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It is without a doubt one of the most incredible shots in the history of the cinema. And yet it was the work of a director, Hideo Gosha, on his first motion picture, Three Outlaw Samurai (1964). Picture to yourself a peasant who with two of his friends kidnapped the daughter of a corrupt local magistrate as part of a protest against his cruel administration. Instead of keeping his promises, this magistrate sends thugs to kill him. As he lies bleeding with his back slashed by a sword, we cut to a closeup up the peasant, dying, looking with wide-eyed wonder at a lone wildflower growing in front of his face.

In the 1950s and 1960s, the Japanese cinema was at its height, one of the most fascinating in the world. The best of their films were in a genre known as jidaigeki, historical pictures set mostly during the Tokugawa Shogunate between 1603 and 1868. Starring most prominently were samurai, particularly masterless or outlaw samurai called ronin. Other films in the genre portrayed gangsters (yakuza), merchants, even peasants.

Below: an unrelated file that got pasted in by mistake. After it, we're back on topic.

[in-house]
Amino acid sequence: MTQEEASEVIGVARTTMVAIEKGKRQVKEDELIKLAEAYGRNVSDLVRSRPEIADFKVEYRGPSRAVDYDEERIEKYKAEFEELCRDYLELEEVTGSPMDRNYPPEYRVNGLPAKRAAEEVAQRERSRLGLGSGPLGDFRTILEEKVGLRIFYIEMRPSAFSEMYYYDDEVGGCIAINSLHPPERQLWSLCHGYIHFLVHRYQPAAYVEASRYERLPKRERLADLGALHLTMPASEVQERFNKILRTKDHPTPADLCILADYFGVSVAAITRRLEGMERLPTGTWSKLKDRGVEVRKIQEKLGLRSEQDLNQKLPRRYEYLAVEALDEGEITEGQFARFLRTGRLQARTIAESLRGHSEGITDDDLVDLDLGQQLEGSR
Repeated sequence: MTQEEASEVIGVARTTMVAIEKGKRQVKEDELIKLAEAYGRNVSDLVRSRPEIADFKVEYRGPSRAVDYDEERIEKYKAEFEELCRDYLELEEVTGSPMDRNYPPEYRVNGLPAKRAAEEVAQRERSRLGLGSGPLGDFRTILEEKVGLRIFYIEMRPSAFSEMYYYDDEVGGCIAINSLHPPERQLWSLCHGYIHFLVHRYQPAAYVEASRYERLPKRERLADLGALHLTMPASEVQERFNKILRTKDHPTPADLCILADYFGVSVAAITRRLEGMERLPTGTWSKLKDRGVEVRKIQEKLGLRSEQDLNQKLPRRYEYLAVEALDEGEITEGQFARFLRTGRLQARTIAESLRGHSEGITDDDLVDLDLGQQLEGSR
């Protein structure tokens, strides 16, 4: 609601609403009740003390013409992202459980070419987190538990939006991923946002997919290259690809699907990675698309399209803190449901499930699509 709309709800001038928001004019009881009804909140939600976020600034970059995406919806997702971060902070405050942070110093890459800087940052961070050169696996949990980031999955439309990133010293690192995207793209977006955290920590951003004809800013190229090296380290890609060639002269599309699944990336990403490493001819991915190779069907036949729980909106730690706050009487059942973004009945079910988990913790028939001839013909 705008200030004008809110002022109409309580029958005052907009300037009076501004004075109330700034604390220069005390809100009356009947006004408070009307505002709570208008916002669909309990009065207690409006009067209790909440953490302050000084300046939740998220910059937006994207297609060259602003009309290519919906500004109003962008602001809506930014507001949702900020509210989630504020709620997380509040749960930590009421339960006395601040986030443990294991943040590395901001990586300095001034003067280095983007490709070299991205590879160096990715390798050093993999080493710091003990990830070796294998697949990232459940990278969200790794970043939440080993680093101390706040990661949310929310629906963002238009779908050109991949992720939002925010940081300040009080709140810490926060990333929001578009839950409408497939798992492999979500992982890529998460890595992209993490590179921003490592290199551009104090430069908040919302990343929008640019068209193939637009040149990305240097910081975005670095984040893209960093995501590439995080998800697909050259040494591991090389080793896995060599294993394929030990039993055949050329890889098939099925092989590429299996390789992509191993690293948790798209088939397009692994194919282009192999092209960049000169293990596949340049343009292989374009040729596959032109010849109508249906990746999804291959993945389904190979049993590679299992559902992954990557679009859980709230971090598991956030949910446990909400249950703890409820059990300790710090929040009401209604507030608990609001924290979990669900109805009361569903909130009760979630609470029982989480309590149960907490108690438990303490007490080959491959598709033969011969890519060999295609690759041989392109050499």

I had seen Three Outlaw Samurai at least twice before, but this time the film’s pessimism struck home. Aiding the peasants in their protest are three ronin who, one by one, come together. They are unable, however, to help the peasants win. After the three who kidnapped the magistrate’s daughter are killed, the other peasants in the surrounding villages are afraid to present their protest to a wondering clan chief who is due to visit in a few days. It is because of this visit that the magistrate hires waves of goons to attack not only the protestors, but previous goons who are asking for too much money.

The bloodshed is considerable. The three ronin kill at least a hundred of the magistrate’s men, who in turn kill large numbers of peasants. At the end, the three ronin decide to travel together in a direction selected by chance.

Ever since I first fell in love with movies as a student at Dartmouth, I have loved the fast action of chambara (“sword fight”) films. But, like the best Westerns, these “Easterns” can attain the status of high art. In a future post, I will list my favorite samurai films.